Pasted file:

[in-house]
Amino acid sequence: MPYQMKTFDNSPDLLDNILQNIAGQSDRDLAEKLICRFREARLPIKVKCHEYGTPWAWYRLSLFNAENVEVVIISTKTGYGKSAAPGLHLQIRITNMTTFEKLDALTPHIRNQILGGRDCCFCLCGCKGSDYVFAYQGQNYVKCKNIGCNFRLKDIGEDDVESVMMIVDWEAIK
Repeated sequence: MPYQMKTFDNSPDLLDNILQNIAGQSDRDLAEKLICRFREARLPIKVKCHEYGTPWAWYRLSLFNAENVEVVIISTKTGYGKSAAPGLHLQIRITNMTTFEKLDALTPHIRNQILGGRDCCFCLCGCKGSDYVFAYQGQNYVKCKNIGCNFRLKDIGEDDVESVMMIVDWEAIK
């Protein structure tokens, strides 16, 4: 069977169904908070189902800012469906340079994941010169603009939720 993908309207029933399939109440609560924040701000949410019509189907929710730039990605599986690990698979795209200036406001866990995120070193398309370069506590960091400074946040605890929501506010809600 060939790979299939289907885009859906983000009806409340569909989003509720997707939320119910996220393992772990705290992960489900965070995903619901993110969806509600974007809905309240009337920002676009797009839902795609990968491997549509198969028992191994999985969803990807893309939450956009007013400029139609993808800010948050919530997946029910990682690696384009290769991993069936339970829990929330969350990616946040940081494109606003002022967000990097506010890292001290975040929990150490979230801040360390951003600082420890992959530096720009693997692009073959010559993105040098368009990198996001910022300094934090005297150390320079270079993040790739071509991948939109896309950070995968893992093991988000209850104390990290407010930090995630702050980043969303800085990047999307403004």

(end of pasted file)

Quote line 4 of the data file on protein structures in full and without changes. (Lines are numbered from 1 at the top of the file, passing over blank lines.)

């Protein structure tokens, strides 16, 4: 069977169904908070189902800012469906340079994941010169603009939720 993908309207029933399939109440609560924040701000949410019509189907929710730039990605599986690990698979795209200036406001866990995120070193398309370069506590960091400074946040605890929501506010809600 060939790979299939289907885009859906983000009806409340569909989003509720997707939320119910996220393992772990705290992960489900965070995903619901993110969806509600974007809905309240009337920002676009797009839902795609990968491997549509198969028992191994999985969803990807893309939450956009007013400029139609993808800010948050919530997946029910990682690696384009290769991993069936339970829990929330969350990616946040940081494109606003002022967000990097506010890292001290975040929990150490979230801040360390951003600082420890992959530096720009693997692009073959010559993105040098368009990198996001910022300094934090005297150390320079270079993040790739071509991948939109896309950070995968893992093991988000209850104390990290407010930090995630702050980043969303800085990047999307403004």